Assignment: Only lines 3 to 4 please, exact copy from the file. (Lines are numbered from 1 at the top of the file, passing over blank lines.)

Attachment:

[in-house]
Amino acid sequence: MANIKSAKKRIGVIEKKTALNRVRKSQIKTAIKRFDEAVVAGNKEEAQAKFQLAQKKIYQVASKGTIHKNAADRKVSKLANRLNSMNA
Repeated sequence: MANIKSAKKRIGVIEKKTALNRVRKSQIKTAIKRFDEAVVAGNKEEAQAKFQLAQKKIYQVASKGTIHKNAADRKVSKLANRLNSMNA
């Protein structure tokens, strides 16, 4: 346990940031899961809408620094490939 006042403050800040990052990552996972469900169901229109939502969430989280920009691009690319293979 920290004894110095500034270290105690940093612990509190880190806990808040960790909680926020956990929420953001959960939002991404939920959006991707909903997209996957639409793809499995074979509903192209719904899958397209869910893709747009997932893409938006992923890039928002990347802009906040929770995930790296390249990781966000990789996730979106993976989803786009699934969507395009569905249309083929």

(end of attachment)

Repeated sequence: MANIKSAKKRIGVIEKKTALNRVRKSQIKTAIKRFDEAVVAGNKEEAQAKFQLAQKKIYQVASKGTIHKNAADRKVSKLANRLNSMNA
């Protein structure tokens, strides 16, 4: 346990940031899961809408620094490939 006042403050800040990052990552996972469900169901229109939502969430989280920009691009690319293979 920290004894110095500034270290105690940093612990509190880190806990808040960790909680926020956990929420953001959960939002991404939920959006991707909903997209996957639409793809499995074979509903192209719904899958397209869910893709747009997932893409938006992923890039928002990347802009906040929770995930790296390249990781966000990789996730979106993976989803786009699934969507395009569905249309083929």